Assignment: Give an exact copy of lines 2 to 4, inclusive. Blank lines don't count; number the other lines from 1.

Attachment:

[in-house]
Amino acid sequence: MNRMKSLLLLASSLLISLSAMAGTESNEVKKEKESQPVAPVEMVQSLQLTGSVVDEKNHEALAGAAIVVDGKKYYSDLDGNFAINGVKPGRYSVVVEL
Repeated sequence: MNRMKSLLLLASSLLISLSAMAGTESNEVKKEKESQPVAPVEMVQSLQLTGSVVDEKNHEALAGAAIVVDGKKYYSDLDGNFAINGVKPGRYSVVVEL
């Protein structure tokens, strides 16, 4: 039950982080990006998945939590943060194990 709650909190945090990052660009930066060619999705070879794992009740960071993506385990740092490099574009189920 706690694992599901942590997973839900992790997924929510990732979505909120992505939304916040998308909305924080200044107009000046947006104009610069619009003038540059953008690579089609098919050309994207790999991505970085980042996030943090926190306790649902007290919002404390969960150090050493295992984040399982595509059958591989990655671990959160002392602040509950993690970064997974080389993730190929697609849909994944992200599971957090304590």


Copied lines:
Amino acid sequence: MNRMKSLLLLASSLLISLSAMAGTESNEVKKEKESQPVAPVEMVQSLQLTGSVVDEKNHEALAGAAIVVDGKKYYSDLDGNFAINGVKPGRYSVVVEL
Repeated sequence: MNRMKSLLLLASSLLISLSAMAGTESNEVKKEKESQPVAPVEMVQSLQLTGSVVDEKNHEALAGAAIVVDGKKYYSDLDGNFAINGVKPGRYSVVVEL
């Protein structure tokens, strides 16, 4: 039950982080990006998945939590943060194990 709650909190945090990052660009930066060619999705070879794992009740960071993506385990740092490099574009189920 706690694992599901942590997973839900992790997924929510990732979505909120992505939304916040998308909305924080200044107009000046947006104009610069619009003038540059953008690579089609098919050309994207790999991505970085980042996030943090926190306790649902007290919002404390969960150090050493295992984040399982595509059958591989990655671990959160002392602040509950993690970064997974080389993730190929697609849909994944992200599971957090304590």